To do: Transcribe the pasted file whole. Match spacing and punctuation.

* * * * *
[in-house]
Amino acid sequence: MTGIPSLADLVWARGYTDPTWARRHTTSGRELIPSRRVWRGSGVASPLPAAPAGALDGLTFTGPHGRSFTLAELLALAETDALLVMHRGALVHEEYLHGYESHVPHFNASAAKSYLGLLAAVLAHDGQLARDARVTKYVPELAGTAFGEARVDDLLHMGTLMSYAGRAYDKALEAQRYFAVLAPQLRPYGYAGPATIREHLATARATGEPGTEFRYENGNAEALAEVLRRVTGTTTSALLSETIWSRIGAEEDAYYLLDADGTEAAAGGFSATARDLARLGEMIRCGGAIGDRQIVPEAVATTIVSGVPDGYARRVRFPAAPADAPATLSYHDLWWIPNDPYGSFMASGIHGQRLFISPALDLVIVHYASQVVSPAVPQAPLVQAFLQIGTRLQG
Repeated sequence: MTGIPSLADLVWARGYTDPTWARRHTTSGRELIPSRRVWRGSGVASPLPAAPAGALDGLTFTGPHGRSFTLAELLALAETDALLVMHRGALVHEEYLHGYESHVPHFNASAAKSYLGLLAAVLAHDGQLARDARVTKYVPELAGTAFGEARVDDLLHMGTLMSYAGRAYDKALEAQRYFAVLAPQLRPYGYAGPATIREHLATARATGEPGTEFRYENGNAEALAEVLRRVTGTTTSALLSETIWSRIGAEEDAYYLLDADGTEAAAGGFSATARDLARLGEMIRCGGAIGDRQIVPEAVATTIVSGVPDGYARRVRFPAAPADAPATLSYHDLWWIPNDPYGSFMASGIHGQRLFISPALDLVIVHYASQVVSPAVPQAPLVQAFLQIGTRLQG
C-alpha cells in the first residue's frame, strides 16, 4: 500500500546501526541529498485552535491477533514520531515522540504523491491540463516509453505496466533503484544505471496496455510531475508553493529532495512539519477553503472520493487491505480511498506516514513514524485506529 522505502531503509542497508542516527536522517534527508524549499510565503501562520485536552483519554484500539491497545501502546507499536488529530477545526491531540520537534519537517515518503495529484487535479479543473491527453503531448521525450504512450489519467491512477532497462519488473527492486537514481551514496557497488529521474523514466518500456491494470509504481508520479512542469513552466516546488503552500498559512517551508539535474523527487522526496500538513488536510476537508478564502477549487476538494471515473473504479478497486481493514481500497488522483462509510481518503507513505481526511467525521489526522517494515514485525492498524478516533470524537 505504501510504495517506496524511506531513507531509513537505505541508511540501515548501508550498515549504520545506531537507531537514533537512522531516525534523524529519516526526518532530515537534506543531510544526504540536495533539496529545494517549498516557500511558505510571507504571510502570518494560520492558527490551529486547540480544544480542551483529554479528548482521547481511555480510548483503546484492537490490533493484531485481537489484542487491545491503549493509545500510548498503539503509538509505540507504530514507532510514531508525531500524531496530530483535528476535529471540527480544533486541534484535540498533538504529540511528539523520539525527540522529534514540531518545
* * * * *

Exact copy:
[in-house]
Amino acid sequence: MTGIPSLADLVWARGYTDPTWARRHTTSGRELIPSRRVWRGSGVASPLPAAPAGALDGLTFTGPHGRSFTLAELLALAETDALLVMHRGALVHEEYLHGYESHVPHFNASAAKSYLGLLAAVLAHDGQLARDARVTKYVPELAGTAFGEARVDDLLHMGTLMSYAGRAYDKALEAQRYFAVLAPQLRPYGYAGPATIREHLATARATGEPGTEFRYENGNAEALAEVLRRVTGTTTSALLSETIWSRIGAEEDAYYLLDADGTEAAAGGFSATARDLARLGEMIRCGGAIGDRQIVPEAVATTIVSGVPDGYARRVRFPAAPADAPATLSYHDLWWIPNDPYGSFMASGIHGQRLFISPALDLVIVHYASQVVSPAVPQAPLVQAFLQIGTRLQG
Repeated sequence: MTGIPSLADLVWARGYTDPTWARRHTTSGRELIPSRRVWRGSGVASPLPAAPAGALDGLTFTGPHGRSFTLAELLALAETDALLVMHRGALVHEEYLHGYESHVPHFNASAAKSYLGLLAAVLAHDGQLARDARVTKYVPELAGTAFGEARVDDLLHMGTLMSYAGRAYDKALEAQRYFAVLAPQLRPYGYAGPATIREHLATARATGEPGTEFRYENGNAEALAEVLRRVTGTTTSALLSETIWSRIGAEEDAYYLLDADGTEAAAGGFSATARDLARLGEMIRCGGAIGDRQIVPEAVATTIVSGVPDGYARRVRFPAAPADAPATLSYHDLWWIPNDPYGSFMASGIHGQRLFISPALDLVIVHYASQVVSPAVPQAPLVQAFLQIGTRLQG
C-alpha cells in the first residue's frame, strides 16, 4: 500500500546501526541529498485552535491477533514520531515522540504523491491540463516509453505496466533503484544505471496496455510531475508553493529532495512539519477553503472520493487491505480511498506516514513514524485506529 522505502531503509542497508542516527536522517534527508524549499510565503501562520485536552483519554484500539491497545501502546507499536488529530477545526491531540520537534519537517515518503495529484487535479479543473491527453503531448521525450504512450489519467491512477532497462519488473527492486537514481551514496557497488529521474523514466518500456491494470509504481508520479512542469513552466516546488503552500498559512517551508539535474523527487522526496500538513488536510476537508478564502477549487476538494471515473473504479478497486481493514481500497488522483462509510481518503507513505481526511467525521489526522517494515514485525492498524478516533470524537 505504501510504495517506496524511506531513507531509513537505505541508511540501515548501508550498515549504520545506531537507531537514533537512522531516525534523524529519516526526518532530515537534506543531510544526504540536495533539496529545494517549498516557500511558505510571507504571510502570518494560520492558527490551529486547540480544544480542551483529554479528548482521547481511555480510548483503546484492537490490533493484531485481537489484542487491545491503549493509545500510548498503539503509538509505540507504530514507532510514531508525531500524531496530530483535528476535529471540527480544533486541534484535540498533538504529540511528539523520539525527540522529534514540531518545